VfL Wolfsburg will provide stiff opposition. In a more competitive Bundesliga than ever they finished fifth. But to be honest it’s all a bit underwhelming. Strange place, Wolfsburg. For the uninitiated, the city itself was founded by the Nazis – never a good start – as a factory town for Volkswagen. As a city entirely centred around this, they’ve tried desperately to instill some sort of culture into the place. Just to surmise, Wolfsburg is twinned with Luton. Exactly. In football terms they did next to nothing before some major investment led to them competing in the top flight. In 2008/9 die Wölfe snatched the league title off Bayern München with some style. But times change. Felix Magath is off being a laughing stock at Fulham, their Holy Trinity of Misimovic, Dzeko and Grafite split up and despite even more investment coming in, apparently Steve McClaren wasn’t the answer. Who knew.

So now Wolfsburg are a side promising to relive the glory days of, well, five years ago, but don’t look like doing it any time soon. Dieter Hecking’s team mostly struggle in defence, which on Thursday should consist of former Swiss international Diego Benaglio (the one picking the ball out of the net every few minutes against France at the World Cup), Jung, Knoche and Rodriguez. Ricardo Rodriguez, who played for Switzerland against England last week, is recognisable as one of the most dangerous left backs in Europe right now, alongside our own Leighton. Last season they kept just five clean sheets in the league, and the only side they’ve kept out so far this campaign is second tier side SV Darmstadt, who they beat in the Cup. In the league it’s 17 consecutive games in which Wolfsburg have conceded at least one goal. See, we look fine in context, don’t we? There are options in midfield. Brazil midfielder Luiz Gustavo, who you may remember playing one of modern football’s worst howlers (along with the rest of his team) as the Selecao were trounced 7-1 by Germany in the World Cup semi final, should play. Malanda, Arnold, Caliguri and the danger man, ex-Chelsea winger Kevin de Bruyne, may also start, but Vieirinha, Hunt and Guilavogui are also options. If you don’t follow German football and have stopped reading by now, I don’t blame you.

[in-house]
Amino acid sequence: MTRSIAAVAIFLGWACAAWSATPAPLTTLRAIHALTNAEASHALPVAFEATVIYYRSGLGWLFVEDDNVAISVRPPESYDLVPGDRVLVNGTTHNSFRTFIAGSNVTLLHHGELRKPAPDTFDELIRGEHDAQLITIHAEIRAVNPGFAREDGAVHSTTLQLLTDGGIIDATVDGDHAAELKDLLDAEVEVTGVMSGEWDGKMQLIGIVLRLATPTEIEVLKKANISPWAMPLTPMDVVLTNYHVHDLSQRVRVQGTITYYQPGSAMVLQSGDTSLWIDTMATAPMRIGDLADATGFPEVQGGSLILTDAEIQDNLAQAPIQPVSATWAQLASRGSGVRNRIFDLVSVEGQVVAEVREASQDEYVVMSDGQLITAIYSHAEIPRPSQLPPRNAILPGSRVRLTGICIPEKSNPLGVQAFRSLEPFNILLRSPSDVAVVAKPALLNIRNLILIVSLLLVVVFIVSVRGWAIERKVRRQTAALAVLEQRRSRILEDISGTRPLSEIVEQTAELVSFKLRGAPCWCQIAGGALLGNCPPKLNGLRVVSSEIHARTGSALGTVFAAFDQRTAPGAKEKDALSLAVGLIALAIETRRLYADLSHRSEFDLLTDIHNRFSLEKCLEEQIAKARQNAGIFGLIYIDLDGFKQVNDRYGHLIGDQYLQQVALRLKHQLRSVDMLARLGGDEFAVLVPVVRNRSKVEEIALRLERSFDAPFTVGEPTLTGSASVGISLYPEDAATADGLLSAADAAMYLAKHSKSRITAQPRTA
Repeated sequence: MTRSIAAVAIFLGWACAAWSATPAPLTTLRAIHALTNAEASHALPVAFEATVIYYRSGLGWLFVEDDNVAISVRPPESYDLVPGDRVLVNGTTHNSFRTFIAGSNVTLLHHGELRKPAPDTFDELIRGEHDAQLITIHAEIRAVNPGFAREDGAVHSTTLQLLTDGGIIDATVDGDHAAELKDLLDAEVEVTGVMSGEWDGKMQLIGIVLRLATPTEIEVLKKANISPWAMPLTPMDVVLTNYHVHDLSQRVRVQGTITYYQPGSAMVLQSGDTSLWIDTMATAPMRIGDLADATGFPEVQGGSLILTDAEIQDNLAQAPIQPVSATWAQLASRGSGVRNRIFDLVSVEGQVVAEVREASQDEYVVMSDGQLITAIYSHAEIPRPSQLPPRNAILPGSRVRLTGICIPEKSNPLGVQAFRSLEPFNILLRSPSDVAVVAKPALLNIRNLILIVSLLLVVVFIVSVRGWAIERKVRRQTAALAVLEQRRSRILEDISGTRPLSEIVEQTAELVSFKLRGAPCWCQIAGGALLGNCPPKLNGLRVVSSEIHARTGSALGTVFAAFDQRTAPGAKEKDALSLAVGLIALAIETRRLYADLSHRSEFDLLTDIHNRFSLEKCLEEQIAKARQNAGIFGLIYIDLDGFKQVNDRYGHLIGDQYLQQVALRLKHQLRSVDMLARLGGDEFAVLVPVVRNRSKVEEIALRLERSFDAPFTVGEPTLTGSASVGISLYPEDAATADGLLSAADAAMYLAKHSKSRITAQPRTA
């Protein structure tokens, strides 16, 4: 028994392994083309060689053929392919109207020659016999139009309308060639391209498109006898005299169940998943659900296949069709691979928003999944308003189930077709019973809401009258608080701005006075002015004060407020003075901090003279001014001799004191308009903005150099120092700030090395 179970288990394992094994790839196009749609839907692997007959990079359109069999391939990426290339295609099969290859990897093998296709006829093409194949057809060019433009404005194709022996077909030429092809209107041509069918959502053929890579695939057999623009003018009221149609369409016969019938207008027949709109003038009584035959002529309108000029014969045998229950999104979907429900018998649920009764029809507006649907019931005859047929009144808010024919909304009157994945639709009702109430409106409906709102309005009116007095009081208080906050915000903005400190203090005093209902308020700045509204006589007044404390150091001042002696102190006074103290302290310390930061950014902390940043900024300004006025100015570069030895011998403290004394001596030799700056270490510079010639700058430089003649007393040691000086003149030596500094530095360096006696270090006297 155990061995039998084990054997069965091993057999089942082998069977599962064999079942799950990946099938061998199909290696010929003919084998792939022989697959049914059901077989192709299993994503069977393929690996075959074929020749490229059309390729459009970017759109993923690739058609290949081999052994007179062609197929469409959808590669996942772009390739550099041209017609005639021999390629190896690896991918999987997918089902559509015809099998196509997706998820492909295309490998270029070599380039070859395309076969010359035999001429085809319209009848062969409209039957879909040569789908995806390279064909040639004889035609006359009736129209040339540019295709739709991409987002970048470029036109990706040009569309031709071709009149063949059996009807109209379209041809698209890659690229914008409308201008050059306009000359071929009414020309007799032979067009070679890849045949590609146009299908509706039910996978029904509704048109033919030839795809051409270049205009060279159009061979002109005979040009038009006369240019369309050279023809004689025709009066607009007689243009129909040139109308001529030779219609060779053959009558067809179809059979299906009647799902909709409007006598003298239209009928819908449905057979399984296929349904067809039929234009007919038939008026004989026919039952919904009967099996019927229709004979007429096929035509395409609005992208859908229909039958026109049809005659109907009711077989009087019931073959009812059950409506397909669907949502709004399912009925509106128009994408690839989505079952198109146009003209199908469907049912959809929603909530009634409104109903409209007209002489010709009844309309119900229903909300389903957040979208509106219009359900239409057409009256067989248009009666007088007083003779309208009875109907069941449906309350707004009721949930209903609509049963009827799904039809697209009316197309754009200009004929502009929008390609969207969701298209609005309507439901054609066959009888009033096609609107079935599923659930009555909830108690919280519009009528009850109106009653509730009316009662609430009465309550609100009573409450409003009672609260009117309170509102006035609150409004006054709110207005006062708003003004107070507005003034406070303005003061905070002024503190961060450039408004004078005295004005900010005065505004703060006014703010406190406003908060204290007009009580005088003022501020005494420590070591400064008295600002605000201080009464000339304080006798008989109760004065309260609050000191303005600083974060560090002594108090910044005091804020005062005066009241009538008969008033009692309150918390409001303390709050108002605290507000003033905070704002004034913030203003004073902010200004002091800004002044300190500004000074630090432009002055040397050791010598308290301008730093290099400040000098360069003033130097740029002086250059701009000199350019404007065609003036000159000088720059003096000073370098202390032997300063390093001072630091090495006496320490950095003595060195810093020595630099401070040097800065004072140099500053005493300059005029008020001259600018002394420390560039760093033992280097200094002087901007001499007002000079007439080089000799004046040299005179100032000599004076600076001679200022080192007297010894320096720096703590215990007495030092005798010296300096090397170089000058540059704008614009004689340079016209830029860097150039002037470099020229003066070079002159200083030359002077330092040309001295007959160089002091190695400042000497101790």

A couple of more recognisable faces are up front though; Ivica Olic scored fifteen last season for Wolfsburg and has two already this season. He’s a lethal finisher. On the complete opposite end of the scale is Nicklas Bentdner, who could come off the bench and provide a few laughs before he pokes home a 93rd minute equaliser. This is a side similar to us; they play 4-2-3-1 and like to attack. The difference is their lack of defensive discipline, which is a problem for many Bundesliga sides right now. They are very much open to the counter attack. The more Wolfsburg come at us, the more holes there will be when we turn the screw.

So that’s it for now. The European adventure begins again for Everton with a serious challenge to our newfound sense of continental class before us. Let’s enjoy it though, because before you know it we’re playing Crystal Palace and it’s just not as exciting. Auf geht’s, Everton.

One Response Comment

  • Tony hogan  16 September 2014 at 00:30

    Little bit of irrelevant nostalgia here, six of the players in that picture played at the 2014 World Cup, who would have thought it at the time